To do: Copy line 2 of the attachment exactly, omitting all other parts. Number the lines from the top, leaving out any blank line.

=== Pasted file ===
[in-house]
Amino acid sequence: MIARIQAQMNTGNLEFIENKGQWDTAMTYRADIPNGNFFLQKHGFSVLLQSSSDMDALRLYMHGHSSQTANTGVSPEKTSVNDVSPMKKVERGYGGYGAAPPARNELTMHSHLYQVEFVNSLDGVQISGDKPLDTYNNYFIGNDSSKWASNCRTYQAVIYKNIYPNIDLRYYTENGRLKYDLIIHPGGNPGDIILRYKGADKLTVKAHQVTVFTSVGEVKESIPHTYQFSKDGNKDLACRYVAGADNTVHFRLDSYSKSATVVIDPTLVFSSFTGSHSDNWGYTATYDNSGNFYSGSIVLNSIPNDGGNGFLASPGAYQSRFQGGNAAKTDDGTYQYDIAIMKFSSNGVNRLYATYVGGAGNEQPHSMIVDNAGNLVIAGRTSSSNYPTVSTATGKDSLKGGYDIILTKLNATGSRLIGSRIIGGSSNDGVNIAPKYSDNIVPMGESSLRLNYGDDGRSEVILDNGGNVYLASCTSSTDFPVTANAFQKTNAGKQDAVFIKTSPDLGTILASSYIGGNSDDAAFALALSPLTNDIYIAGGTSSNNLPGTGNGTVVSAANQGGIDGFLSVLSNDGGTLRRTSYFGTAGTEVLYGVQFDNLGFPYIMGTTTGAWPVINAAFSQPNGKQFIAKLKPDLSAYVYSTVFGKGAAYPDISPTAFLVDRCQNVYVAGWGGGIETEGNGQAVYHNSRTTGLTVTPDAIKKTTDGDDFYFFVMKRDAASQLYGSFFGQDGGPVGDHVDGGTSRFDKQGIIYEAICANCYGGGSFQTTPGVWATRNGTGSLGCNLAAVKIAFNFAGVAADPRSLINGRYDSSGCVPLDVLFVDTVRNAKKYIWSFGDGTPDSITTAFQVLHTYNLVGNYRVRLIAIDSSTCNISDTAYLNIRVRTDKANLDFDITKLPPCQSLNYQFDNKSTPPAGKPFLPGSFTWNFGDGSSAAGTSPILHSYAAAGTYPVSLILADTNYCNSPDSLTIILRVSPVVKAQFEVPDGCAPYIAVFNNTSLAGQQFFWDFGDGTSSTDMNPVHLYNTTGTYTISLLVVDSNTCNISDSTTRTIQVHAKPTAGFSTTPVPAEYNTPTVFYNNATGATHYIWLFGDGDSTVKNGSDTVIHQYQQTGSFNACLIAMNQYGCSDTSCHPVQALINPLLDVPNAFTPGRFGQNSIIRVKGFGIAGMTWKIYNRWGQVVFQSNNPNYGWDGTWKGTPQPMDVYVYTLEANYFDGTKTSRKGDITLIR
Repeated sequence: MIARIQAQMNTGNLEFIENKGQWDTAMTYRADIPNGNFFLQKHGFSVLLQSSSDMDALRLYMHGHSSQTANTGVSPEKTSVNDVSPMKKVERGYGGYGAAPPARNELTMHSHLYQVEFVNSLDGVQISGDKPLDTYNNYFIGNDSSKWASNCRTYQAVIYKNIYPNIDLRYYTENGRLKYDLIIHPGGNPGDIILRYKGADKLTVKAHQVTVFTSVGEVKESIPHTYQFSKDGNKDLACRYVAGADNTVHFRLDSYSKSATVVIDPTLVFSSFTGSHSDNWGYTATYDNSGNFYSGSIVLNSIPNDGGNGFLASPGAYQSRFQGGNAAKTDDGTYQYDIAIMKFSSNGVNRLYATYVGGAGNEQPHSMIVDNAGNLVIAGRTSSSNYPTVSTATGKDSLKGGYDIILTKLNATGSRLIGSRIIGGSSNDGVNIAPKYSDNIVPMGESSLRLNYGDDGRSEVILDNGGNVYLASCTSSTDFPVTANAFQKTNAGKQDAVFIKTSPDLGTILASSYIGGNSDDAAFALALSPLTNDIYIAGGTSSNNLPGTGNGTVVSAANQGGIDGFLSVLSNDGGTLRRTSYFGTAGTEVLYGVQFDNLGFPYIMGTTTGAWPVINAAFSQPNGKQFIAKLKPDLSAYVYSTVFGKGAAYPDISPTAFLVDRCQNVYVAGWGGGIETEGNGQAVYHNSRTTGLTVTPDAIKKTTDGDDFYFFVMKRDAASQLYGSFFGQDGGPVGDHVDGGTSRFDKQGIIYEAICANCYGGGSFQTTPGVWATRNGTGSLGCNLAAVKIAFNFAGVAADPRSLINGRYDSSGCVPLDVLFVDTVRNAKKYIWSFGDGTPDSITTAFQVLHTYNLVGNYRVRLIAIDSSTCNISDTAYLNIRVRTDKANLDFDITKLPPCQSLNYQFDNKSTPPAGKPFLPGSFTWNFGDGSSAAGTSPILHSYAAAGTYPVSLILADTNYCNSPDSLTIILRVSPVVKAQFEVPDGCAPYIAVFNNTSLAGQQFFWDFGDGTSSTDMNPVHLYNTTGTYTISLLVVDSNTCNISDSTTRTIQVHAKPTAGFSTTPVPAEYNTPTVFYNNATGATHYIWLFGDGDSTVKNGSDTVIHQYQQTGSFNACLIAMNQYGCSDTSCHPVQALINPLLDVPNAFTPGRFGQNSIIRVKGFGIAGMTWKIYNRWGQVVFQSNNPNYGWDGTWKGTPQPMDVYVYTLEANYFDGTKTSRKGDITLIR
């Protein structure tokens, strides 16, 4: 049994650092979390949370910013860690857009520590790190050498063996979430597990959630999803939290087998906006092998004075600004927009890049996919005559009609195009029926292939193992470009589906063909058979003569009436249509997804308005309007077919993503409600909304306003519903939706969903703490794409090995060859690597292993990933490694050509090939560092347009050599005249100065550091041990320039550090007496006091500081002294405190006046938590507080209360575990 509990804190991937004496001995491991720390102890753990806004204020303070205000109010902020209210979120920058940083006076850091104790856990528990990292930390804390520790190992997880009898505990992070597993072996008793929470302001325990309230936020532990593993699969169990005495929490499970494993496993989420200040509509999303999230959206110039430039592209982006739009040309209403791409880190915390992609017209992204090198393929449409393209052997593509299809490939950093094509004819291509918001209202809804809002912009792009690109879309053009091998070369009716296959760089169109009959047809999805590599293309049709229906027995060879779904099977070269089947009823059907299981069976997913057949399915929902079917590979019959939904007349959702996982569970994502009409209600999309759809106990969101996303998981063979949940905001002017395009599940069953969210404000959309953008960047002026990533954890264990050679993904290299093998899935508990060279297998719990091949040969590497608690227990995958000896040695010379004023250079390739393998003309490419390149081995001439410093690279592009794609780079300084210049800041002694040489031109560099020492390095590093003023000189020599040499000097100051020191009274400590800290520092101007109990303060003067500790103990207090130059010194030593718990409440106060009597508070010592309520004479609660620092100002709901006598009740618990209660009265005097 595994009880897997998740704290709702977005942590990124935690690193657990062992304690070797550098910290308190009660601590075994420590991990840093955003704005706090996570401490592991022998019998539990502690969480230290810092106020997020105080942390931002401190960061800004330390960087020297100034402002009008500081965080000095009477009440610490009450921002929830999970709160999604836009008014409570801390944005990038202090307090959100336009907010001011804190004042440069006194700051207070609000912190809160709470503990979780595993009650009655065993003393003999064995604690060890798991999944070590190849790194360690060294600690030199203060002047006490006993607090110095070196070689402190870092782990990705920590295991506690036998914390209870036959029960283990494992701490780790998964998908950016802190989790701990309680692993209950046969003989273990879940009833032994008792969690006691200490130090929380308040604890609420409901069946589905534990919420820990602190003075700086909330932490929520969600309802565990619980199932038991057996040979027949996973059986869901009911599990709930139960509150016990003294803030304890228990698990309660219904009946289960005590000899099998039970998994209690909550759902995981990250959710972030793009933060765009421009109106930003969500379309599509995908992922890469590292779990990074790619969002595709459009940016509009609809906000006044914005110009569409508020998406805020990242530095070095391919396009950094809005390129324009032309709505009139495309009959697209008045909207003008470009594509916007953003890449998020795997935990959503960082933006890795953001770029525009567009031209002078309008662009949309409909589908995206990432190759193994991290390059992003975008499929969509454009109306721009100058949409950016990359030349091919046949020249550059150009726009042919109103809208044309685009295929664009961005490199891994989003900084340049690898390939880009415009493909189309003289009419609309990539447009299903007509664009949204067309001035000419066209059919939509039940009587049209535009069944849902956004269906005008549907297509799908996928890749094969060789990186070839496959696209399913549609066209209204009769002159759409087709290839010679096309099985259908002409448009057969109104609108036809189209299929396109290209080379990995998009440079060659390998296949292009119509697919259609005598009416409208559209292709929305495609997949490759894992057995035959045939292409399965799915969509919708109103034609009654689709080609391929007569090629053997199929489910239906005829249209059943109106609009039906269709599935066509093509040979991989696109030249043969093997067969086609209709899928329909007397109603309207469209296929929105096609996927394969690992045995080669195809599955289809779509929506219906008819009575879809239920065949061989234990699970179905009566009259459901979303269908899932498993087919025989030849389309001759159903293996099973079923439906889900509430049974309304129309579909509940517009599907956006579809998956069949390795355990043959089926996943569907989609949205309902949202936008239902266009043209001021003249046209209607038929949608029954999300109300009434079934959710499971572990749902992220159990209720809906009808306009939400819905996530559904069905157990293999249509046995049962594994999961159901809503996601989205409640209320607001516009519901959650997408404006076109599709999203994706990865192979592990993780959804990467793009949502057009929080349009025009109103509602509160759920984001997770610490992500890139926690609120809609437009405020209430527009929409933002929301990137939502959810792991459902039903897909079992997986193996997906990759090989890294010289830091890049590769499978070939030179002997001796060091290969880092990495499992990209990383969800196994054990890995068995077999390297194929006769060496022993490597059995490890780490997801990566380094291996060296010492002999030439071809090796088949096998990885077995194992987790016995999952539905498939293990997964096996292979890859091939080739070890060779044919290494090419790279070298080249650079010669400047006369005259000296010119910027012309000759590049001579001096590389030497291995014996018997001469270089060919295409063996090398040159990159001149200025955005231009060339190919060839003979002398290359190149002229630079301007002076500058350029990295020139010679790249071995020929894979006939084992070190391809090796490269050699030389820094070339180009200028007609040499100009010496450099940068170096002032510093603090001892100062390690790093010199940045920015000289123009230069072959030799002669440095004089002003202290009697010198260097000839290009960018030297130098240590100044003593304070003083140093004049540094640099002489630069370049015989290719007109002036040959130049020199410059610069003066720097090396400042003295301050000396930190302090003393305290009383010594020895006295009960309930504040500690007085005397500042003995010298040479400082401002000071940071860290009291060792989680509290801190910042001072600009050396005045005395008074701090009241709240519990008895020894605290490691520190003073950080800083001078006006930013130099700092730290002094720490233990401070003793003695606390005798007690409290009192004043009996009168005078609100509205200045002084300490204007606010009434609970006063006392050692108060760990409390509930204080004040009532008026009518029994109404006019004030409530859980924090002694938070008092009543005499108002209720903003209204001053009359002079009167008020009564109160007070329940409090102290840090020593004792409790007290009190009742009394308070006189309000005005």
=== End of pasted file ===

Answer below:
Amino acid sequence: MIARIQAQMNTGNLEFIENKGQWDTAMTYRADIPNGNFFLQKHGFSVLLQSSSDMDALRLYMHGHSSQTANTGVSPEKTSVNDVSPMKKVERGYGGYGAAPPARNELTMHSHLYQVEFVNSLDGVQISGDKPLDTYNNYFIGNDSSKWASNCRTYQAVIYKNIYPNIDLRYYTENGRLKYDLIIHPGGNPGDIILRYKGADKLTVKAHQVTVFTSVGEVKESIPHTYQFSKDGNKDLACRYVAGADNTVHFRLDSYSKSATVVIDPTLVFSSFTGSHSDNWGYTATYDNSGNFYSGSIVLNSIPNDGGNGFLASPGAYQSRFQGGNAAKTDDGTYQYDIAIMKFSSNGVNRLYATYVGGAGNEQPHSMIVDNAGNLVIAGRTSSSNYPTVSTATGKDSLKGGYDIILTKLNATGSRLIGSRIIGGSSNDGVNIAPKYSDNIVPMGESSLRLNYGDDGRSEVILDNGGNVYLASCTSSTDFPVTANAFQKTNAGKQDAVFIKTSPDLGTILASSYIGGNSDDAAFALALSPLTNDIYIAGGTSSNNLPGTGNGTVVSAANQGGIDGFLSVLSNDGGTLRRTSYFGTAGTEVLYGVQFDNLGFPYIMGTTTGAWPVINAAFSQPNGKQFIAKLKPDLSAYVYSTVFGKGAAYPDISPTAFLVDRCQNVYVAGWGGGIETEGNGQAVYHNSRTTGLTVTPDAIKKTTDGDDFYFFVMKRDAASQLYGSFFGQDGGPVGDHVDGGTSRFDKQGIIYEAICANCYGGGSFQTTPGVWATRNGTGSLGCNLAAVKIAFNFAGVAADPRSLINGRYDSSGCVPLDVLFVDTVRNAKKYIWSFGDGTPDSITTAFQVLHTYNLVGNYRVRLIAIDSSTCNISDTAYLNIRVRTDKANLDFDITKLPPCQSLNYQFDNKSTPPAGKPFLPGSFTWNFGDGSSAAGTSPILHSYAAAGTYPVSLILADTNYCNSPDSLTIILRVSPVVKAQFEVPDGCAPYIAVFNNTSLAGQQFFWDFGDGTSSTDMNPVHLYNTTGTYTISLLVVDSNTCNISDSTTRTIQVHAKPTAGFSTTPVPAEYNTPTVFYNNATGATHYIWLFGDGDSTVKNGSDTVIHQYQQTGSFNACLIAMNQYGCSDTSCHPVQALINPLLDVPNAFTPGRFGQNSIIRVKGFGIAGMTWKIYNRWGQVVFQSNNPNYGWDGTWKGTPQPMDVYVYTLEANYFDGTKTSRKGDITLIR